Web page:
What to do with the humpback that swam into a river full of crocodiles in north-east Australia? That question is now facing the local authorities now that at least one sea creature has migrated no less than 20 kilometres inland. Biologists are faced with a riddle.
The enormous cetacean took a wrong turn during its annual migration to Antarctica and accidentally ended up in the murky, crocodile-forgiven East Alligator River.
Scientists are faced with a riddle, never before have such sea creatures been spotted in the salty river. Nobody understands how it could have happened that the animals went so far into a shallow river. At least three humpbacks were spotted in the river, two swam back to sea of their own accord. What about the third colossus?
The authorities cordoned off part of the river to prevent a collision with the humpback. “The water in the river is extremely cloudy. You don’t actually see anything at all. If you’re on a boat, you only see the humpback when it comes to the surface,” says marine biologist Jason Fowler in Australian media.
Up to 12 metres long
There would be two adult animals and one younger animal. The animals would be between 10 and 12 metres long. According to experts, this size makes it unlikely that crocodiles will attack the animal. If, however, the humpback whale still swimming in the riveri were to strand and become weakened, it is not inconceivable that crocodiles would strike. The humpback has had a long journey and has probably had to swim for days against the current.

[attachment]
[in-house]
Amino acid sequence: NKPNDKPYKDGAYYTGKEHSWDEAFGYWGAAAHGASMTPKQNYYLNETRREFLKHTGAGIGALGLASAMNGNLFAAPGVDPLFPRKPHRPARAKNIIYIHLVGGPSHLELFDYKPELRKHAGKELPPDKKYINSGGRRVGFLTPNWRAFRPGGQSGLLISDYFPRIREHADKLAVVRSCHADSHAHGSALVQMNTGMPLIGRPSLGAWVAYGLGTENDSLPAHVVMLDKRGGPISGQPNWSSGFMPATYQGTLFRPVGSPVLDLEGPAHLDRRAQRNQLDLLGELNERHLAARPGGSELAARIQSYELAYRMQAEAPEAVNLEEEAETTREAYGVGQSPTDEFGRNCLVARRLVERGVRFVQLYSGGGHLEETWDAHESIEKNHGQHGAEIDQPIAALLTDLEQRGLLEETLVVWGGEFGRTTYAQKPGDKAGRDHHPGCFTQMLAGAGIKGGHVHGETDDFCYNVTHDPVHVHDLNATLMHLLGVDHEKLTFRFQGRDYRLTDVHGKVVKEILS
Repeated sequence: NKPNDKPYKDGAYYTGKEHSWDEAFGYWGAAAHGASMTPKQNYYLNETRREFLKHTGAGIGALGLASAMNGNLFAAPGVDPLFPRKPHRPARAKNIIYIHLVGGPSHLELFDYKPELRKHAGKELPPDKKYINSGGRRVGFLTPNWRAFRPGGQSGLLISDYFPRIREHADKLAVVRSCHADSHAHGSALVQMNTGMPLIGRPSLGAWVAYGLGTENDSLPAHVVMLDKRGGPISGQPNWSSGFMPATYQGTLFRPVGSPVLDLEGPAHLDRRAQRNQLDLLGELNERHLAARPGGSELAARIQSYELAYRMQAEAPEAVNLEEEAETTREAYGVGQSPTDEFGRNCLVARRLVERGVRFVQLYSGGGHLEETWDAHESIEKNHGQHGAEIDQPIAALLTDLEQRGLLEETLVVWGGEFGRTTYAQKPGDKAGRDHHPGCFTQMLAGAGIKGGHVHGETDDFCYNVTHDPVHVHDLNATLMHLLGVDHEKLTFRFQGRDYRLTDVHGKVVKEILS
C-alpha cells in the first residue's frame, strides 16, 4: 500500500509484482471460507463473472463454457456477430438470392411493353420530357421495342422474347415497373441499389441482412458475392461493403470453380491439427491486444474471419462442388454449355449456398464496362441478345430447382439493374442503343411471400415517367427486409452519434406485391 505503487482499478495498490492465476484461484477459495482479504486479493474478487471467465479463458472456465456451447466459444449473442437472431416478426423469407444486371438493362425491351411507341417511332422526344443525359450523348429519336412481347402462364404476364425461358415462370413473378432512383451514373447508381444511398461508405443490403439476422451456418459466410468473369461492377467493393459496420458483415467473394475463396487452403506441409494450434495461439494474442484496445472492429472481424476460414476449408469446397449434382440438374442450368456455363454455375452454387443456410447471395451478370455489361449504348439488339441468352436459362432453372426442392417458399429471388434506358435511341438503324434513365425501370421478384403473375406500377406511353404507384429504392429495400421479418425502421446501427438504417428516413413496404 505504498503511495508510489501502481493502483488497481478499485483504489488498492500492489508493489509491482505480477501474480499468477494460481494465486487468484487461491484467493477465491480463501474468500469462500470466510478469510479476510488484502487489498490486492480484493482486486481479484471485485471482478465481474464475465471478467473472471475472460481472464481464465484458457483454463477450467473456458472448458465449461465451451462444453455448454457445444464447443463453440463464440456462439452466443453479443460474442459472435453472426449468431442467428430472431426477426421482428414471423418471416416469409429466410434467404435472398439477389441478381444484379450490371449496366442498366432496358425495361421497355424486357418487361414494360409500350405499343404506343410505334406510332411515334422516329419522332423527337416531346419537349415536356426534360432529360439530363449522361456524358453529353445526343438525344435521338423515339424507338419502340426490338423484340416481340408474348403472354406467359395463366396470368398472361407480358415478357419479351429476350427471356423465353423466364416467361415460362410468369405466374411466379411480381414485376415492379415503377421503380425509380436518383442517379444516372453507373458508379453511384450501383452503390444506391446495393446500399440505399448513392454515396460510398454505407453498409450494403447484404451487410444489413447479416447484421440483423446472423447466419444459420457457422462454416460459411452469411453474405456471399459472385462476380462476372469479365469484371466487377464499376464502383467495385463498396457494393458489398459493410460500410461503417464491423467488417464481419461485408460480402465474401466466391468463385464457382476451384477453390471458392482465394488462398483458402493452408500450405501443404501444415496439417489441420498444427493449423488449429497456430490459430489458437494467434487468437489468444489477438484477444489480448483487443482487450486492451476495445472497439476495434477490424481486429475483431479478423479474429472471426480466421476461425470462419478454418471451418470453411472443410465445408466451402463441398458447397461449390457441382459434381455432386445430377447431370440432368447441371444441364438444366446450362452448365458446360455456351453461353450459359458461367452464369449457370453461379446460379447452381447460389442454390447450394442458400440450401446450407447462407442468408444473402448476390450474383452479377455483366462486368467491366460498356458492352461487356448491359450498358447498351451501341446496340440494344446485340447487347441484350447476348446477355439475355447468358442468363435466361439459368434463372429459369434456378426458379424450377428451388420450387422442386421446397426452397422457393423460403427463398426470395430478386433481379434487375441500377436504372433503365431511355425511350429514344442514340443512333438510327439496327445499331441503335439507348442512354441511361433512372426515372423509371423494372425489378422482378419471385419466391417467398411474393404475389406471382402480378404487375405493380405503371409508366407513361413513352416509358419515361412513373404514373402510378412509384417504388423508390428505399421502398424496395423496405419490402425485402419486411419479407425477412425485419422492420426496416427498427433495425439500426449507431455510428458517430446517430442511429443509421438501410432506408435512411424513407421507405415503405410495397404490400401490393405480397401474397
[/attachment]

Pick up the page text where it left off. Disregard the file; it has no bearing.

The population of Australian humpback whales is said to have exploded in recent years, increasing the risk of stray animals. “They also end up in unexpected places, as we often see. But swimming so far into a murky river is bizarre and unprecedented”
In order to get the animal back to the sea, various options are being considered. For example, the humpback can be driven back by means of a continuous row of boats. By hitting the sides of the boat, the animal would be deterred. Also considered is the spreading of whale sounds under water, in order to lure the animal towards the open sea. Marine biologists once succeeded in San Francisco to get a humpback from a narrow bay. The ‘noise tactic’ was once successfully applied in Tasmania.
For the time being it remains guessing the fate of the stray animal. “I also wonder what will happen during the nights. The humpback will want to rest, but will it be able to if it is surrounded by so many large crocodiles?” Fowler wonders.
For the time being, the authorities are waiting to see what the animal will do. It is hoped that it will swim back to sea itself.